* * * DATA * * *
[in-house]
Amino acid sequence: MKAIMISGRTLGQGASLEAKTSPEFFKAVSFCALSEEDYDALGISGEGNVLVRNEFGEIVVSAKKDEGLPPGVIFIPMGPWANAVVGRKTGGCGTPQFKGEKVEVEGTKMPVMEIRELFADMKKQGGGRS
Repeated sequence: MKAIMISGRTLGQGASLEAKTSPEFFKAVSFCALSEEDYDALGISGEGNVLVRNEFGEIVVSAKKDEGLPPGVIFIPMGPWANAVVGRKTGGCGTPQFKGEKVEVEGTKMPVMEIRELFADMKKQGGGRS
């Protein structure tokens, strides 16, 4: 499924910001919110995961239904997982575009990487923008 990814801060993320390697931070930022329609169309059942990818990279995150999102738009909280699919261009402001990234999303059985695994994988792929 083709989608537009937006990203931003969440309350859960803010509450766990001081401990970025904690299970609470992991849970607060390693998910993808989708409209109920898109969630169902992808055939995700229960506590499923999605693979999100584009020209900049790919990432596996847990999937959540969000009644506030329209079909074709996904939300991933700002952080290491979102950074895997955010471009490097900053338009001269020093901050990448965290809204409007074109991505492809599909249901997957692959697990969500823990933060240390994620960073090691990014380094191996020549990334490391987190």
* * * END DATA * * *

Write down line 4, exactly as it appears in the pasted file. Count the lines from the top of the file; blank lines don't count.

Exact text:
């Protein structure tokens, strides 16, 4: 499924910001919110995961239904997982575009990487923008 990814801060993320390697931070930022329609169309059942990818990279995150999102738009909280699919261009402001990234999303059985695994994988792929 083709989608537009937006990203931003969440309350859960803010509450766990001081401990970025904690299970609470992991849970607060390693998910993808989708409209109920898109969630169902992808055939995700229960506590499923999605693979999100584009020209900049790919990432596996847990999937959540969000009644506030329209079909074709996904939300991933700002952080290491979102950074895997955010471009490097900053338009001269020093901050990448965290809204409007074109991505492809599909249901997957692959697990969500823990933060240390994620960073090691990014380094191996020549990334490391987190």